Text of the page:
NEWS
July 12, 1987 | By Kathy Boccella, Special to The Inquirer
Rugby Road in Haverford Township is the kind of place where neighbors borrow sugar, hold block parties, even take vacations together. "A lot of neighborhoods, it can be years before you get to know your neighbors," said Tad Sperry, who moved there two years ago. "I can walk down the street and talk to anybody. You get to be pretty good friends here. " But Sperry and others say that one homeowner on the block - state Rep. Richard A. McClatchy Jr. (R., Montgomery County) - has been less than neighborly.
NEWS
May 13, 1991 | By Douglas A. Campbell, Inquirer Staff Writer
Ida Ritthaler, at 86, and Frances Lieberman, at 90, are smiling more. They have been untied. The two residents of different Philadelphia nursing homes had been restrained to immovable objects for several years by well-meaning people who wanted to protect them. Their confinement was ironic. Traveling was in Ida Ritthaler's blood. Beginning in 1929, when she fled her depression-ridden home town in Germany's Black Forest, she had hopscotched the Atlantic, sometimes once a year.
NEWS
October 6, 1999 | By Brooks Barnes, INQUIRER SUBURBAN STAFF
Smoking, littering, and wildly driving students are terrorizing the residents of a nursing home across from Downingtown High School, according to the facility's top administrator. "We have elderly people here who get frightened at the students' behavior," said Colleen Frankenfield, head administrator of St. Martha Manor, a 120-bed long-term-care facility. "To be honest, we're concerned somebody here is going to get hurt. " Frankenfield said students distressed residents and their elderly visitors by gathering in the nursing-home parking lot to smoke and hang out before and after school.
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ARTICLES BY DATE
NEWS
April 10, 2016 | By Bonnie L. Cook, Staff Writer
Estelle Kane Roberts, 91, an Elkins Park resident and former owner of a gift shop there, died Wednesday, April 6, of complications from a stroke at a nursing home in Boca Raton, Fla. Mrs. Roberts was owner-operator of the Pink Daisy, a store catering to high-end customers in search of fine china and home decor for weddings and other special occasions. Mrs. Roberts started the business in the basement of her sister's home in Huntingdon Valley in 1970, and moved it to a store in Rockledge and then to Old York Road in Elkins Park.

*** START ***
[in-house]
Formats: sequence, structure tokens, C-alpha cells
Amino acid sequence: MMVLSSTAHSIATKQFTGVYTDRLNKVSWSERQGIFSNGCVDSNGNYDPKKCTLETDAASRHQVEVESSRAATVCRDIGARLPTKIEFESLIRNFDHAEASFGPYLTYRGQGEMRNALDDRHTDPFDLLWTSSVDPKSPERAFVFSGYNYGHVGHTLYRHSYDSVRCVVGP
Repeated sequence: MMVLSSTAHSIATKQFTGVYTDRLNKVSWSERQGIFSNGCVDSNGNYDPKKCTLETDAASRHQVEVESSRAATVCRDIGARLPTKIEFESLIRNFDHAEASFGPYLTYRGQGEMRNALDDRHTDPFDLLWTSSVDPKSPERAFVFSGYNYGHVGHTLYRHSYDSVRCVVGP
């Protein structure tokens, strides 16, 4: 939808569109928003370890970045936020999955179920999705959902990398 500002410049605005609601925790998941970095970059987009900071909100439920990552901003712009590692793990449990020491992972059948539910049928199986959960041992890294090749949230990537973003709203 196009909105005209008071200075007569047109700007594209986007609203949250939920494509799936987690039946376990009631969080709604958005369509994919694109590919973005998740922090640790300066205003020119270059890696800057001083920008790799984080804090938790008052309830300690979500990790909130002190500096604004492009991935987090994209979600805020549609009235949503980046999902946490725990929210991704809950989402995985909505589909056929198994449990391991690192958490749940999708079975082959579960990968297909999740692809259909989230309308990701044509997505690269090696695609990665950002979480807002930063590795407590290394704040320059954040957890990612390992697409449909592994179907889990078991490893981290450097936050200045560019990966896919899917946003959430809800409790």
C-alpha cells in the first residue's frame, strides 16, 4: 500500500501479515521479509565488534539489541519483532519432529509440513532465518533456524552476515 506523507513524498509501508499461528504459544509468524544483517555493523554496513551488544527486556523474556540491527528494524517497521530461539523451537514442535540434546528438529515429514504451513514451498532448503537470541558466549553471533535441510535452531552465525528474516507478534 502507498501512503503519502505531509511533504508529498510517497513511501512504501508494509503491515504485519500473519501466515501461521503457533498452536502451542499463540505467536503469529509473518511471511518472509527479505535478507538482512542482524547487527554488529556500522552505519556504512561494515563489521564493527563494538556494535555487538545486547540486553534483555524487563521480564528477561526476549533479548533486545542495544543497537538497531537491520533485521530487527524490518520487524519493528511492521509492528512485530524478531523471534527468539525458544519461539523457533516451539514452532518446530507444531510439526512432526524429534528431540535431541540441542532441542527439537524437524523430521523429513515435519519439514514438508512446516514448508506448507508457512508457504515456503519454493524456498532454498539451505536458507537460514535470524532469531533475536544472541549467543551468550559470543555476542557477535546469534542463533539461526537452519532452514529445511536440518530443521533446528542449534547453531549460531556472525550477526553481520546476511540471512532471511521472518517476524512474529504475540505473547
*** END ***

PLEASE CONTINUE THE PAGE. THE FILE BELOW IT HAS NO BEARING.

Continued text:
NEWS
March 12, 2016
Aging baby boomers in Pennsylvania thought they were being careful planners when they bought long-term-care insurance to cover future nursing home expenses and end-of-life costs while protecting their assets. Boy, were they wrong. The insurance companies they paid premiums to now say they can't afford the policies and want consumers to bail them out. Four companies want rate hikes ranging from 14 percent to 130 percent, depending on the coverage. The increases would affect 75,000 Pennsylvanians.
NEWS
January 28, 2016 | By Julie Shaw, STAFF WRITER
The Archdiocese of Philadelphia has entered into a settlement agreement concerning resident care at one of its former nursing homes in South Philadelphia, the U.S. Attorney's Office announced Tuesday. In the agreement between the Archdiocese's Catholic Health Care Services and the U.S. Attorney's Office in Philadelphia, the archdiocese has agreed to improve or has already improved resident care at St. Monica Center for Rehabilitation and Healthcare, at 2509 S. Fourth St. Areas of concern related to physician orders, wound care, medication administration, documentation of care, and transfer and toileting of residents, the U.S. Attorney's Office said in a news release.
NEWS
January 24, 2016 | By Marie McCullough, Staff Writer
Sheila-Rea York warmly welcomed a visitor to the immaculate cottage in Mount Airy, then provided blue hospital-style shoe covers and antibacterial soap for hand washing. She led the way to the bedroom and proudly introduced the focus of her life - her mother, Dorothy York, 86. The octogenarian was propped up in a hospital bed, wearing a floral lilac nightgown. She can't walk and is disabled by many infirmities, including dementia. "I'm real old," she said when asked her age. "They used to change people's age way back to get jobs and all, and I'm older than they say. " Aside, Rea York murmured, "My mother says she's 129 years old. " Rea York fits the National Alliance for Caregiving's profile of a "higher-hour" caregiver: a fiftysomething woman who spends an average of 62 hours a week bathing, dressing, nursing, running errands, communicating with doctors, and managing the finances of an adult family member.